Life will probably be kept alive in the future as long as the future crises are just repetitions of the old ones and the old solutions are still available and still work. If the crisis is new (like global nuclear war) or the old solutions no longer work (because humans interfere with the self-regulation mechanisms) we're in unchartered territory.

However I think Gaia as a whole (life on Earth) is currently not in danger, as the planet already had been through near-snowball and through iceless greenhouse eras and is currently far from either extreme.

However, mankind has evolved as a species during the current icehouse climate of glacials and interglacials, and civilisation and agriculture during the current interglacial - could human civilisation adapt fast enough to climate changes toward a greenhouse?

BlackDragon

Maybe not less compassionate. Maybe just "differently-abled" in the compassion department...?

Not at all to make light of suffering. Just acknowledging other possible POVs, if you will. Life has two principles that seem to override everything else: profusion and death. That's how we got here, and that's our destiny, whichever side we ultimately fall on.

I agree it would be great to find a venue for further discussion. I love discussing philosophical issues (that tend to stay reasonably close to science), but that would have to be somewhere else on this site, if Neven ever thinks anything like that is appropriate. Mostly because I have never found such a great cross-section of clear thinking and humor anywhere else.

I don't know of any "philosophy and etc" thread here though, and I don't know if it would fit the rather cool thing that is going on here.

I'd leave any moves in that direction to Neven's discretion of course.

Espen Olsen

Terry,

I will ad Newman Bugt, relatively it is as big as Petermann!!

LRC

As a neophyte I probably should not stick my nose into answers (never stopped in HS either)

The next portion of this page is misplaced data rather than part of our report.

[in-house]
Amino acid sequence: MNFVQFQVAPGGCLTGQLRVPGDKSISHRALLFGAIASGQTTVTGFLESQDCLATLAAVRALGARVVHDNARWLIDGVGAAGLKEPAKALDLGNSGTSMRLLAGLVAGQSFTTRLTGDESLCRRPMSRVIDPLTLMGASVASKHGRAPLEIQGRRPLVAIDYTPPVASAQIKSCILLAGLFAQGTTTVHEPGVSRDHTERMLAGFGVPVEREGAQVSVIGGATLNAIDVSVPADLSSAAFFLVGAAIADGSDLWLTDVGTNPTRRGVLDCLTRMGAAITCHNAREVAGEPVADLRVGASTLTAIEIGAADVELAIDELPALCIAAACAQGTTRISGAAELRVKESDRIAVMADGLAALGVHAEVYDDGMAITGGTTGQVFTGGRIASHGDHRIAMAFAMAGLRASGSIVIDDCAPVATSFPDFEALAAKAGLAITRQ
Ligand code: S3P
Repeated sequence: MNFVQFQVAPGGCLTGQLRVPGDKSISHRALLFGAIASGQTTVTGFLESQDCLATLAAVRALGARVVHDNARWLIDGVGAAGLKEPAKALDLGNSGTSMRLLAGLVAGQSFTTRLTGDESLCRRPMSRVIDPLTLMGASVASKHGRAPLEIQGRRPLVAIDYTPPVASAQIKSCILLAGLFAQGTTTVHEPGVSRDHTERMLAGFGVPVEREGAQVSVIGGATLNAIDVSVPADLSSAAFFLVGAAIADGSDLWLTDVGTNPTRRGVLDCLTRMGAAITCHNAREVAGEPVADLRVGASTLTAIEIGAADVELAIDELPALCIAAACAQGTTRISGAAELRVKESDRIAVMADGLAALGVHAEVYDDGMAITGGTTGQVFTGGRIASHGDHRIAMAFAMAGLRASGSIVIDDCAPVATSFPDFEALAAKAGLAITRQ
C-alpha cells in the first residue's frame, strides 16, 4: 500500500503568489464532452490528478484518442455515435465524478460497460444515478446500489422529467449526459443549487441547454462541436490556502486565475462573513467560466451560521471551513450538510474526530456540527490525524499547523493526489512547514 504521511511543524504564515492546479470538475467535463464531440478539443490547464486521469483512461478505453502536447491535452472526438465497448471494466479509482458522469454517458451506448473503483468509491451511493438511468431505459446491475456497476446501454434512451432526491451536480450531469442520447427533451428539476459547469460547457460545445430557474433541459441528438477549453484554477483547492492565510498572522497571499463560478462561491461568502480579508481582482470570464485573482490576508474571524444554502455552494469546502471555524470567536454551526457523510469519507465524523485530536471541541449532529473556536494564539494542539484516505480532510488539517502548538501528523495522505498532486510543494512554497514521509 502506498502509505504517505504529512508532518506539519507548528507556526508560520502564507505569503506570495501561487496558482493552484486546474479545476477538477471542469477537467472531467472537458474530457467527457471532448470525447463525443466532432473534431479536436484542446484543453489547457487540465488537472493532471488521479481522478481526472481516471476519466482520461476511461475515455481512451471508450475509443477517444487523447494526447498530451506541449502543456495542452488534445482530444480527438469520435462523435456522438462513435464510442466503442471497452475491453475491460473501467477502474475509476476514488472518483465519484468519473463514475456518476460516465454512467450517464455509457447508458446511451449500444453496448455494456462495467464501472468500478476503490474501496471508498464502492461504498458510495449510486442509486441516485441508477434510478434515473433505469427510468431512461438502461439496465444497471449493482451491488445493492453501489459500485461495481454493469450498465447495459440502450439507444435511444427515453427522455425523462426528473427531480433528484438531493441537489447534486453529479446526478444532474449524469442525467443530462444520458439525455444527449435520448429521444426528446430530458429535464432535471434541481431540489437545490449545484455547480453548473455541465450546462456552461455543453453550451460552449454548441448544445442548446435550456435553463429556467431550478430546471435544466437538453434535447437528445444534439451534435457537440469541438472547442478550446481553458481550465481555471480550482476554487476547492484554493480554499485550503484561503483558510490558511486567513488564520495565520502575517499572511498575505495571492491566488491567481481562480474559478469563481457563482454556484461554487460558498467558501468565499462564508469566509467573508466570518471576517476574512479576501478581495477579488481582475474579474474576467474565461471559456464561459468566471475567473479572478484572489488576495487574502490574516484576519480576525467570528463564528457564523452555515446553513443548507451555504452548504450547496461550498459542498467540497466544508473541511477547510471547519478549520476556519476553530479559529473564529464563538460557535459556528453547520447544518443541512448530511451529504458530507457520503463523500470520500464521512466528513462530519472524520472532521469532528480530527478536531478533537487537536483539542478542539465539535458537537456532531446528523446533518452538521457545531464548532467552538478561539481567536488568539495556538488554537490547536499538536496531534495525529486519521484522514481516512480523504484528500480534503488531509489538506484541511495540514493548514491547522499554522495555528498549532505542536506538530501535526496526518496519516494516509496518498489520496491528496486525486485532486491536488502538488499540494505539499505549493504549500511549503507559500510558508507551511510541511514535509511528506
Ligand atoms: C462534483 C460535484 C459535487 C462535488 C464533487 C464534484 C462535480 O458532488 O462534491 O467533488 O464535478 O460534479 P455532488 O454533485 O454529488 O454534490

@R.Milson 1) I dnot think steady state can be called for winter primarily the extent depends so much on weather (calm cold air would do wonders for creating that ice). The big issue would be the thickness. That will never get thick again, but storms would pile it thick if it came from the right direction and an early heavy snowfall on new ice would insulate things trapping latent heat in the waters and preventing cold air from getting to the ice to make it thicker. That would be a disaster for the ice come summer.
2) My uneducated belief for the summer would all depend on how early it would be ice free in the summer. (once you get to an ice free summer I think you would always get one unless everything went right for retaining ice including a perfect ice making winter). For the Arctic the earlier you get ice free in the summer the earlier and more violent the Arctic storms would be come because they would have access to a lot of Cold centre power to keep them going. As for the rest of NH, browsing through the many blogs especially this years will give you a wide variety of opinions as to what will happen, most not good for humans habitation. The majority come down to more extremes of weather that will be very slow moving.
As for Djprice537 question about previous winter storms, they did not generally last for weeks and generally did not provide a lot of snow, more just blowing what was there. Here is the Wikipedia description of tundra (I know you fail if you resource it Uni this is not UNI): "The tundra is a very windy area, with winds often blowing upwards of 48–97 km/h (30–60 miles an hour). However, in terms of precipitation, it is desert-like, with only about 15–25 cm (6–10 inches) falling per year (the summer is typically the season of maximum precipitation)."

michael sweet

SEARCH updated today. The values range from 3.2 Mkm2 up to 3.9 Mkm2.